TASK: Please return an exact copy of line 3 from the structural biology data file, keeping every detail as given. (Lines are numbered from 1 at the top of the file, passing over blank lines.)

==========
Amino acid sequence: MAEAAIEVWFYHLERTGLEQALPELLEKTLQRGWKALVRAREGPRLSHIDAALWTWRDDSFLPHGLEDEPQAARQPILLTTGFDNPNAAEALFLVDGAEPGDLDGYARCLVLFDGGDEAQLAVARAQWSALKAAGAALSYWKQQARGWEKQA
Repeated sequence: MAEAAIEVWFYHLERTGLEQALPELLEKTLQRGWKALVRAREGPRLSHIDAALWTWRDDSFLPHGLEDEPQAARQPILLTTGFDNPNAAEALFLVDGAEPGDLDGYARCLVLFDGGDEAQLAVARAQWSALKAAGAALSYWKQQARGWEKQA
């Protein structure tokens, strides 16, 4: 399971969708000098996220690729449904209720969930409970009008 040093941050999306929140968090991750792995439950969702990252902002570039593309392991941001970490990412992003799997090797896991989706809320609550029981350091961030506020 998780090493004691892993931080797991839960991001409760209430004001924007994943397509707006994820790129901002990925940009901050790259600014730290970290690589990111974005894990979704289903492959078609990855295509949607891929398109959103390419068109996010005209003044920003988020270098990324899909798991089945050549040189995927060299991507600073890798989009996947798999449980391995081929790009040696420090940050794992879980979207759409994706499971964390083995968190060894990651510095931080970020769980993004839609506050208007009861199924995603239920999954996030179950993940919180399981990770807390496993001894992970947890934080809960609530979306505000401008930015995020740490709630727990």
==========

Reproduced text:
């Protein structure tokens, strides 16, 4: 399971969708000098996220690729449904209720969930409970009008 040093941050999306929140968090991750792995439950969702990252902002570039593309392991941001970490990412992003799997090797896991989706809320609550029981350091961030506020 998780090493004691892993931080797991839960991001409760209430004001924007994943397509707006994820790129901002990925940009901050790259600014730290970290690589990111974005894990979704289903492959078609990855295509949607891929398109959103390419068109996010005209003044920003988020270098990324899909798991089945050549040189995927060299991507600073890798989009996947798999449980391995081929790009040696420090940050794992879980979207759409994706499971964390083995968190060894990651510095931080970020769980993004839609506050208007009861199924995603239920999954996030179950993940919180399981990770807390496993001894992970947890934080809960609530979306505000401008930015995020740490709630727990």